End of 2023 brought some moisture to Plains

Woman with shovel cleaning snow. (Photo: iStock - Tanya-stock)

As we rang in the New Year, some parts of the Plains were counting their blessings as widespread moisture fell in the past month. 

While this moisture slowed fieldwork, it was still a welcome sight from southwest Kansas into the Texas panhandle. Several spots in those areas measured over 2 inches of precipitation during the early part of December.  

Regina Bird
Regina Bird

Also in Texas, record cold was noted as Austin saw the temperature dip to cold 24 degrees Fahrenheit on Dec. 11.  

Around Christmas, a winter storm tracked through the Plains too. Along with bringing a white Christmas, this winter storm packed a punch with strong winds and for some even a wintry mix. This led to travel impacts and some road closures.  

Looking forward, southeast Texas is forecast to see precipitation average above normal for the month of January.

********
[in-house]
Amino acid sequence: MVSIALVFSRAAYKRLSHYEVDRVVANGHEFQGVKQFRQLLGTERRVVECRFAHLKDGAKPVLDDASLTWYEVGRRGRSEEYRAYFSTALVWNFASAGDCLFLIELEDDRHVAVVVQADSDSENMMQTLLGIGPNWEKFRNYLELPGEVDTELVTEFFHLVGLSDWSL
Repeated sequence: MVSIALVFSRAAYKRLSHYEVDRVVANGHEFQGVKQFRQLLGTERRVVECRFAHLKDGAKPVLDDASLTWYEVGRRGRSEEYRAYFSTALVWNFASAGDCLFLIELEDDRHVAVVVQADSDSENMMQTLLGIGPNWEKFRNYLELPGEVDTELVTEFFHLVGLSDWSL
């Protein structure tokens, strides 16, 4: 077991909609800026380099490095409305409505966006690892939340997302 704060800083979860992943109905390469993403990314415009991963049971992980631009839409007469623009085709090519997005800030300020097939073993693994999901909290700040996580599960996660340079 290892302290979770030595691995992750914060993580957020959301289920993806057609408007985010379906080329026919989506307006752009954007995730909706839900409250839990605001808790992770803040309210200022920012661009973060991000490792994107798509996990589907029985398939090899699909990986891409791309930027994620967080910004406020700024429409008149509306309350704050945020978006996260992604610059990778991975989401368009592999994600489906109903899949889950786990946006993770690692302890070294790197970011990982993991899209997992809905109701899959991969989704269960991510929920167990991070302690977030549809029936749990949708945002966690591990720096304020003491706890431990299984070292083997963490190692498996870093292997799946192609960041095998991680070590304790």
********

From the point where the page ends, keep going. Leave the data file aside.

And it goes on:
For temperatures, northern Nebraska should see the mercury climb above seasonal norms for the next three months. During that time frame, typical temperatures are expected from southern Kansas into northern Texas.  

Through March, most of Nebraska and Kansas along with eastern Texas are forecast to see precipitation adding up to above normal.  

The added precipitation in eastern Texas should help to alleviate some drought conditions. But drought looks to persist for portions of Kansas (from west to east) and central and eastern Nebraska.  

From the global perspective, El Niño conditions were ongoing and are forecast to persist through the winter. As we head into spring, we should see a transition to ENSO-neutral at some point. As mentioned last month, a strong El Niño looks to be possible ahead of the transition, but that doesn’t mean that impacts will be strong. It just means an increased likelihood of the impacts.  

I’m always keeping an eye to the sky (and the weather patterns), so watch for next month’s update. 

Editor’s note: Regina Bird grew up on a farm near Belleville, Kansas. The views from the farm helped spur her interest in weather. Following high school, she went on to get a bachelor’s degree in meteorology from the University of Kansas. She worked as a television meteorologist for nine years in Nebraska. Follow her on Twitter: @ReginaBirdWX